This flat, mile-long trail takes hikers through a large valley surrounded by giant boulders and rock formations. Along the way, you’ll see several varieties of trees and cacti. The unique microclimate in this valley brings together a combination of plants not seen anywhere else in the park.
The Hidden Valley Trail is great for multigenerational groups and those looking for a quick and easy hike. Be sure to read the signs placed along the route that explain the flora and fauna. Surrounding the parking area are several picnic tables, an ideal spot for lunch before or after a hike.
3. Ryan Mountain Trail
Located in the heart of Joshua Tree is Ryan Mountain, and the trail to its peak will guarantee a good workout and great views. Don’t be misled by the short distance of 1.5 miles each way -- the National Park Service rates this trail as strenuous.
Along the way, you’ll see a wide variety of plant life, but what really draws people here is the view of the park. At the top, you’ll have a 360-degree view of Joshua Tree. Regular visitors to the park often call Ryan Mountain the park’s best trail. This is a great sunset hike, but be prepared with a headlamp or flashlight for the descent. Bring a snack to enjoy at the top while you’re admiring the surrounding landscape.
As one of the most popular trails, Ryan Mountain is often busy, so starting early in the day is recommended.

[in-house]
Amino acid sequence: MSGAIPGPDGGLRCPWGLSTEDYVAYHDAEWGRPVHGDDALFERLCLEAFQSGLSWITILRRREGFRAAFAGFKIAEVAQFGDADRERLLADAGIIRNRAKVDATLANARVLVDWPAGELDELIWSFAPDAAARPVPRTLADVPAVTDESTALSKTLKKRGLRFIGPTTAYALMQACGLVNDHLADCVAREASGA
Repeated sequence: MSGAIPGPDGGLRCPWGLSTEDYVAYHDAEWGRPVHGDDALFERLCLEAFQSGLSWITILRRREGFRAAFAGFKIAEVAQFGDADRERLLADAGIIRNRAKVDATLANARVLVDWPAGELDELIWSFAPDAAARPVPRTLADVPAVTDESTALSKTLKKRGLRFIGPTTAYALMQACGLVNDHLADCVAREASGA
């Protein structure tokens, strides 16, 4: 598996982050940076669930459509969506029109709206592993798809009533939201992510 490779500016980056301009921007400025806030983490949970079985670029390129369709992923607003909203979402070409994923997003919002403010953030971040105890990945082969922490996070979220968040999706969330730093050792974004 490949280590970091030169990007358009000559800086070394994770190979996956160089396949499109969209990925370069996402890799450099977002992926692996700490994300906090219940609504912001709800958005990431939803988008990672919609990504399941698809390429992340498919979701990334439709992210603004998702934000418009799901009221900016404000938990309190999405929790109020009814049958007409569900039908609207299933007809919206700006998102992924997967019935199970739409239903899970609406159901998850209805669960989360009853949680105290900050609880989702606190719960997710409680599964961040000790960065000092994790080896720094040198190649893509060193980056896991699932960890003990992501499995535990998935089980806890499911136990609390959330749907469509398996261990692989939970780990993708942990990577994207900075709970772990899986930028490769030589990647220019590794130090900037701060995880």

4. Lost Horse Mine Trail
In addition to cattle farming, mining was a popular industry in the area for many years. In fact, in the late 1800s and early 1900s, there were 300 mines here. Most of the mining was unprofitable, but Lost Horse Mine was an exception. It’s believed that 5 million dollars worth of gold and silver was extracted.
The Lost Horse Mine Trail follows the road that J.D. Ryan, one of the former mine owners, built to transport the ore. This moderate trail is 4 miles round trip. Along the way, you’ll appreciate views of the surrounding park, but the main attraction is certainly the old mine. Due to the dangers of crumbling structures and collapsing shafts, everything is blocked by a chain link fence. But it’s still worth the hike to see this piece of history. If you’re up for a bigger challenge, continue along the trail to the ridge where you can look down on the mine.
A definite advantage of this trail is that it’s lesser known and generally not crowded. After your hike, continue up the road to Keys View for one of the best scenic viewpoints in the park.
5. Warren Peak Trail